Qaqqaq defeated two highly talented opponents, Leona Aglukkaq and Megan Pizzo-Lyall. We hope defeat does not deter either of those two women from offering continued service to Nunavut and the Arctic. JB

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(18) Comments:

  1. Posted by Onward on

    Perhaps that endless stream of Liberal announcements in the pre-election period backfired? People know when they’re being manipulated, pandered to, and presented with commitments that have been made previously.
    Either way, some of the final thoughts in this editorial are a necessary reminder: “As a new member of the fourth-largest party in the House of Commons, she’ll need much support to ensure her voice is heard. Nunavummiut should give her the benefit of the doubt and make sure she gets that support.”
    This is a wonderful win for Mumilaaq. I’m in. Considering the unique challenges facing our territory, let’s all be in.

  2. Posted by Woke Olympics on

    Very important to observe that all the woke platitudes and the recitation of rote progressive koans – “reconciliation” – amount to nothing when no real action is taken on what are actual and measurable problems. This has certainly been part the of map of Trudeau governance. It is also the stuff the breeds cynicism, and for that it is a disgrace.

    • Posted by Oh ima on

      Err!! Big words you must be really edugimaked!!

      • Posted by Woke Olympics on

        Yes, and it seems that bothers you and makes you feel insecure. Ask yourself, is mockery of an educated person the example you want to set for young Inuit? If you are unable, or unconcerned to speak in those terms that’s your issue, but don’t contribute to the acceptability that these are somehow lesser qualities worthy of derision, there’s no future in ignorance for any of us.

        • Posted by Oh ima on

          Holy smokes

  3. Posted by Switched my Vote on

    The liberals had my vote, but the constant barrage of emails, announcements, and empty promises made me switch it at the polls. Good luck NDP! and good luck Mumilaaq!

  4. Posted by Klaus Kleinschmidt on

    Mumilaaq Qaqqaq pilluarit sulilluarina 🙂

  5. Posted by Northern Guy on

    This is what happens when a political party engages with the likes of ITK and not the territories and regions directly. Money for TB, money for reconciliation, money for harvesters ends up enriching the coffers of an Ottawa-based organization to the detriment of the people it was designed to help. Shameful really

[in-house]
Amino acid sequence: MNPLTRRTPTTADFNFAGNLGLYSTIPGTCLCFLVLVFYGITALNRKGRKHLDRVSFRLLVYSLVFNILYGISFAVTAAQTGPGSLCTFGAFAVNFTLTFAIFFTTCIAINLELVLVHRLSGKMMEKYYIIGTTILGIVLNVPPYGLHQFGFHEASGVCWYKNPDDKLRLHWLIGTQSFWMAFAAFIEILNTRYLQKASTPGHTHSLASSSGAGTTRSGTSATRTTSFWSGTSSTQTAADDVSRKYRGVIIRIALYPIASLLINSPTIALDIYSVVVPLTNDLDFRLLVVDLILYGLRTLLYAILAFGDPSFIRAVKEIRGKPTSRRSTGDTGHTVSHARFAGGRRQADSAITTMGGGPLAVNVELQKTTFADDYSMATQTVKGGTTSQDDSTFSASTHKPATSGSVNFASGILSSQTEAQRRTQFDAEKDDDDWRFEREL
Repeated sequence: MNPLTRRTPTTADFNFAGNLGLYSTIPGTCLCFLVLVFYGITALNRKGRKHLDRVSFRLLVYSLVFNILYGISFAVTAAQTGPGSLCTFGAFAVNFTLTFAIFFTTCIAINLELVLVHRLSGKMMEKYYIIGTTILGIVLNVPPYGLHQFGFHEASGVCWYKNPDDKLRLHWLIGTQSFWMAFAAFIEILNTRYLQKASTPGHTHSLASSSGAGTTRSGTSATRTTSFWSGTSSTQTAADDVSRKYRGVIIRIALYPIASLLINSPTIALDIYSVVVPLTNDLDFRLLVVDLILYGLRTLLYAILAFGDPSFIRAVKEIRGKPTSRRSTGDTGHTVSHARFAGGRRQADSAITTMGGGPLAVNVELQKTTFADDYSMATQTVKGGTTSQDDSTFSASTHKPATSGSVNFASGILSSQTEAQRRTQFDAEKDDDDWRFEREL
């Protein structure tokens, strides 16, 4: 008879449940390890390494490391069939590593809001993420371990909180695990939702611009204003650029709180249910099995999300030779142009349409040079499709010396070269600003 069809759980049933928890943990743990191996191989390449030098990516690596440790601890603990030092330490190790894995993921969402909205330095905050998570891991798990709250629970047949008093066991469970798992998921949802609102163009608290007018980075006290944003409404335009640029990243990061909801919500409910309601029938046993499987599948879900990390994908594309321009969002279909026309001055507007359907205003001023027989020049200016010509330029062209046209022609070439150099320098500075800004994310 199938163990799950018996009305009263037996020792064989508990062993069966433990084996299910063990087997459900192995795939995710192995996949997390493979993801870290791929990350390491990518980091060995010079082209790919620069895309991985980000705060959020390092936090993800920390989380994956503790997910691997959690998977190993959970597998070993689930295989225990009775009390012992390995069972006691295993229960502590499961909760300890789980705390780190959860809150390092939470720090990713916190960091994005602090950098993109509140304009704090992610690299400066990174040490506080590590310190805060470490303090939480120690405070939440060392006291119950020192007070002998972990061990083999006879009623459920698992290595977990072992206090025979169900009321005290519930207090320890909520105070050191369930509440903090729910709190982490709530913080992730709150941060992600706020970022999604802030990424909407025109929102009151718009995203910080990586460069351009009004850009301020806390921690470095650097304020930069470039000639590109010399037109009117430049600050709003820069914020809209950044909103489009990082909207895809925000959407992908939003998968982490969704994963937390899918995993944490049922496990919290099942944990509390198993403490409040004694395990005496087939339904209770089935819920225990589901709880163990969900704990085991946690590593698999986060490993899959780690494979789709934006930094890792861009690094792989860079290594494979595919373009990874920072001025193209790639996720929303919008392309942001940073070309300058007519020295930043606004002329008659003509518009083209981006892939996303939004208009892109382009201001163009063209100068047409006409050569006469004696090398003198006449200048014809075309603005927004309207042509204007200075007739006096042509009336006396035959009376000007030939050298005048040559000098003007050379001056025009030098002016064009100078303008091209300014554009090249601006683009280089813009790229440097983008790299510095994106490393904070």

• Posted by Ms.Tupak on

      Trudeau think ITK is the Government of Nunavut and ITK makes him believe it. I totally agree with you Northern Guy.

      Great work Jim! I wish it was said in Inuktitut on CBC.

  6. Posted by Piitaqanngi on

    The Inuit-Crown partnership is a way for Trudeau to avoid accountability for Inuit. The Inuit Orgs have shown time and time again they so easily give in to Liberal promises.
    Trudeau will will now have to work with the Nunavut MP not push his agenda to her. Inuit Orgs should get behind the new MP and relinquish the partnership. Voters have shown we don’t agree with that futile attempt at reconciliation.

  7. Posted by They were warned on

    Great editorial.

    A few years back, when this Inuit-Crown Partnership was announced, Natan and (then NTI President) Cathy were warned about buying into the hype.

    They were warned that the Liberals like to rely on pomp, ceremony, committees, and other superfluous contrivances to delay, defer, and deny.

    It took the Inuit-Crown Partnership something like 9 months to “recognize” housing as a priority for Inuit Nunangat. Look it up, it’s in the Nunatsiaq archives. Carolyn Bennett sitting in the NTI Boardroom, acknowledging something every conscious Nunavut resident has known for decades. 9 months.

    They were warned that when they sit at a table with the Liberals, they should take care not to become Liberals.

    I know they were warned because I was one of the few people warning them.

    Maybe now they’ll listen. Better late than never.

  8. Posted by Cynical in Sanikiluaq on

    Long story short: Nunavut once again shirks the blame for our own problems. NU screams for money, Feds send money, nobody here knows what to do with the money. Give the money to the GN = orgs complain that “bureaucrats waste it”. Give it to the orgs = “media complains they are lining the pockets of the rich. The only solution we ever come up with, seems to be: build unlimited housing for us until the end of time and pay for our food. And if you don’t fix all our problems in 4 years, we will tear it all down and vote for someone else.

  9. Posted by Snow Snake on

    Another NS, Algonquin grad with big dreams and likely never participated in municipal politics……Good luck though

    • Posted by OH IMA on